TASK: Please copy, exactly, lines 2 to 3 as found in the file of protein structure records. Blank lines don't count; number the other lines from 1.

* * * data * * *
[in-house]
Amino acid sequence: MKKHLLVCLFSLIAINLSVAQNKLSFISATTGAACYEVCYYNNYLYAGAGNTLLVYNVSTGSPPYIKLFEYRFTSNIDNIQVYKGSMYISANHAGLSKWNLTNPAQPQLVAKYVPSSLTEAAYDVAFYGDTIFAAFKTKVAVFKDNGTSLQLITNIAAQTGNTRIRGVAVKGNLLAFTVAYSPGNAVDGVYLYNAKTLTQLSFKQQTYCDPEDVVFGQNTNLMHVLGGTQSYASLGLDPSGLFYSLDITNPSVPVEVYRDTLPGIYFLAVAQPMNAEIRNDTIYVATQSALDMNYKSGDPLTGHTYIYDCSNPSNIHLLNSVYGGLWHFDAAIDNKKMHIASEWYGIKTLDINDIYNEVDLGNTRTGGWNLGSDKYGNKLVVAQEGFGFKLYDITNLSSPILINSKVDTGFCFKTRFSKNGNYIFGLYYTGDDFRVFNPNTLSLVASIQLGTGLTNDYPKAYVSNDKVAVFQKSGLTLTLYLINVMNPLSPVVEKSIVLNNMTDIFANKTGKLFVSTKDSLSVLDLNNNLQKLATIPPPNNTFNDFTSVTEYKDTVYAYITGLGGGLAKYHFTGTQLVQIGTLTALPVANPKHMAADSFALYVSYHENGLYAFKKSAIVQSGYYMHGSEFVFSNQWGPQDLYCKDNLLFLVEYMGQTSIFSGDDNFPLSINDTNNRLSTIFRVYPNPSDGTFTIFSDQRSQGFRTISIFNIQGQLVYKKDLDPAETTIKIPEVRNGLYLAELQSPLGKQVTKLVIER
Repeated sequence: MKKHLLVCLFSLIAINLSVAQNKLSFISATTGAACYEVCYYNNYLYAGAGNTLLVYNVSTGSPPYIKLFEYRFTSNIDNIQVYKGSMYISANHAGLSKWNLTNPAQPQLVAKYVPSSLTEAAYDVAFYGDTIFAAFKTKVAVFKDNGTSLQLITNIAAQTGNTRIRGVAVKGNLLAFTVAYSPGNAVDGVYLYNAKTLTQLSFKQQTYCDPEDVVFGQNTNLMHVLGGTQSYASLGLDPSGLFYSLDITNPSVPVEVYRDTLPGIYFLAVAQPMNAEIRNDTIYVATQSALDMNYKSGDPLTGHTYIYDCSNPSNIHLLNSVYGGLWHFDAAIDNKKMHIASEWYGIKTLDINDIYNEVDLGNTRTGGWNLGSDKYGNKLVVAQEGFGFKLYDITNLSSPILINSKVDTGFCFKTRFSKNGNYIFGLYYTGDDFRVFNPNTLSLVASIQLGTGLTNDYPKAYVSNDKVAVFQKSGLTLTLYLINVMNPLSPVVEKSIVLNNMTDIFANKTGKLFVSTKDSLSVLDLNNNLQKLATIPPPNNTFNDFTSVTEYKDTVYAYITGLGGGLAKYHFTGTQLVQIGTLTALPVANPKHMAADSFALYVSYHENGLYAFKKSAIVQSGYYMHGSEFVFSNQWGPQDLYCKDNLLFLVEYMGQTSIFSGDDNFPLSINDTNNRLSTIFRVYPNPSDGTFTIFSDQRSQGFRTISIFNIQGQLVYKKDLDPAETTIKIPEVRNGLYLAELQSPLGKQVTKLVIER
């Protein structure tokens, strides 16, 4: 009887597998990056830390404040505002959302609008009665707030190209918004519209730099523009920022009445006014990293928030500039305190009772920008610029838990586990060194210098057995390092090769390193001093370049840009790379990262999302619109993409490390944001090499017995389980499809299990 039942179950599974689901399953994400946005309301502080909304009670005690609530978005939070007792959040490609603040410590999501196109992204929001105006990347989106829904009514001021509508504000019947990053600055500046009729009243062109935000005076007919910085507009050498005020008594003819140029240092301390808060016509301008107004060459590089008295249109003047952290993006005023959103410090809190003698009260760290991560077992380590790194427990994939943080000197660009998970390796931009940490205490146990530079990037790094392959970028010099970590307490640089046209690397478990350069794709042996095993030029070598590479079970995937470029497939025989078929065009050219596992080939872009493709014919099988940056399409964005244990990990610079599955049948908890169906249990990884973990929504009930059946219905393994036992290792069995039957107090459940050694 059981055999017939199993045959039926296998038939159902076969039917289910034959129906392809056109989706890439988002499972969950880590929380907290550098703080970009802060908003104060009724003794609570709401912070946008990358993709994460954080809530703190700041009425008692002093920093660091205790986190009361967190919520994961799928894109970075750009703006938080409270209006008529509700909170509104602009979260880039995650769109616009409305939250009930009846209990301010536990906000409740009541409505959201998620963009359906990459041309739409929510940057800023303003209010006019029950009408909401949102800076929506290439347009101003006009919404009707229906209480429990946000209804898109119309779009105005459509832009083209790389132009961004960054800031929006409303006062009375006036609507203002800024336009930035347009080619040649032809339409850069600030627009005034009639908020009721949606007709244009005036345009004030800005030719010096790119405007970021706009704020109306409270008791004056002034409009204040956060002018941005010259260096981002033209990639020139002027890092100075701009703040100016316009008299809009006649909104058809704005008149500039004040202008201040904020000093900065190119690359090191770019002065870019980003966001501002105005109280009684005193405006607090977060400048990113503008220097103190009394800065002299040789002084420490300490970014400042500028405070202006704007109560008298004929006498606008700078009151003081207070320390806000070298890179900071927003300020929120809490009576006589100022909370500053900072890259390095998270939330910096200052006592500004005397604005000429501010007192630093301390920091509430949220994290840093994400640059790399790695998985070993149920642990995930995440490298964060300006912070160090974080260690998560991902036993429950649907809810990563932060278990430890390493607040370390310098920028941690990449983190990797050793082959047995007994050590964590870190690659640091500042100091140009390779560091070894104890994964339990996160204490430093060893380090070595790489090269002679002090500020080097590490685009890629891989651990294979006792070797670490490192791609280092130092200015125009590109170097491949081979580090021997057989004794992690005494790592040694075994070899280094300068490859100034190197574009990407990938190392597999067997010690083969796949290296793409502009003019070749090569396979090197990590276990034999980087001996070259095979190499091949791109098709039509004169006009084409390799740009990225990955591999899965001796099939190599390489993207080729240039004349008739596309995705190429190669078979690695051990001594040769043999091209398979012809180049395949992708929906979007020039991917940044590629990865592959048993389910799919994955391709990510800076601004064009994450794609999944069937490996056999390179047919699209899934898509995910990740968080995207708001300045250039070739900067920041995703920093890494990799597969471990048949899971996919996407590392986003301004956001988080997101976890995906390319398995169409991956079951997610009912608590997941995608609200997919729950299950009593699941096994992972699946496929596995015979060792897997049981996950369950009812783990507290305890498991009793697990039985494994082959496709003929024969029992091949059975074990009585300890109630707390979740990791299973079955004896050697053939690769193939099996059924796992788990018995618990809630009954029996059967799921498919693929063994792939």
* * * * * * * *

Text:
Amino acid sequence: MKKHLLVCLFSLIAINLSVAQNKLSFISATTGAACYEVCYYNNYLYAGAGNTLLVYNVSTGSPPYIKLFEYRFTSNIDNIQVYKGSMYISANHAGLSKWNLTNPAQPQLVAKYVPSSLTEAAYDVAFYGDTIFAAFKTKVAVFKDNGTSLQLITNIAAQTGNTRIRGVAVKGNLLAFTVAYSPGNAVDGVYLYNAKTLTQLSFKQQTYCDPEDVVFGQNTNLMHVLGGTQSYASLGLDPSGLFYSLDITNPSVPVEVYRDTLPGIYFLAVAQPMNAEIRNDTIYVATQSALDMNYKSGDPLTGHTYIYDCSNPSNIHLLNSVYGGLWHFDAAIDNKKMHIASEWYGIKTLDINDIYNEVDLGNTRTGGWNLGSDKYGNKLVVAQEGFGFKLYDITNLSSPILINSKVDTGFCFKTRFSKNGNYIFGLYYTGDDFRVFNPNTLSLVASIQLGTGLTNDYPKAYVSNDKVAVFQKSGLTLTLYLINVMNPLSPVVEKSIVLNNMTDIFANKTGKLFVSTKDSLSVLDLNNNLQKLATIPPPNNTFNDFTSVTEYKDTVYAYITGLGGGLAKYHFTGTQLVQIGTLTALPVANPKHMAADSFALYVSYHENGLYAFKKSAIVQSGYYMHGSEFVFSNQWGPQDLYCKDNLLFLVEYMGQTSIFSGDDNFPLSINDTNNRLSTIFRVYPNPSDGTFTIFSDQRSQGFRTISIFNIQGQLVYKKDLDPAETTIKIPEVRNGLYLAELQSPLGKQVTKLVIER
Repeated sequence: MKKHLLVCLFSLIAINLSVAQNKLSFISATTGAACYEVCYYNNYLYAGAGNTLLVYNVSTGSPPYIKLFEYRFTSNIDNIQVYKGSMYISANHAGLSKWNLTNPAQPQLVAKYVPSSLTEAAYDVAFYGDTIFAAFKTKVAVFKDNGTSLQLITNIAAQTGNTRIRGVAVKGNLLAFTVAYSPGNAVDGVYLYNAKTLTQLSFKQQTYCDPEDVVFGQNTNLMHVLGGTQSYASLGLDPSGLFYSLDITNPSVPVEVYRDTLPGIYFLAVAQPMNAEIRNDTIYVATQSALDMNYKSGDPLTGHTYIYDCSNPSNIHLLNSVYGGLWHFDAAIDNKKMHIASEWYGIKTLDINDIYNEVDLGNTRTGGWNLGSDKYGNKLVVAQEGFGFKLYDITNLSSPILINSKVDTGFCFKTRFSKNGNYIFGLYYTGDDFRVFNPNTLSLVASIQLGTGLTNDYPKAYVSNDKVAVFQKSGLTLTLYLINVMNPLSPVVEKSIVLNNMTDIFANKTGKLFVSTKDSLSVLDLNNNLQKLATIPPPNNTFNDFTSVTEYKDTVYAYITGLGGGLAKYHFTGTQLVQIGTLTALPVANPKHMAADSFALYVSYHENGLYAFKKSAIVQSGYYMHGSEFVFSNQWGPQDLYCKDNLLFLVEYMGQTSIFSGDDNFPLSINDTNNRLSTIFRVYPNPSDGTFTIFSDQRSQGFRTISIFNIQGQLVYKKDLDPAETTIKIPEVRNGLYLAELQSPLGKQVTKLVIER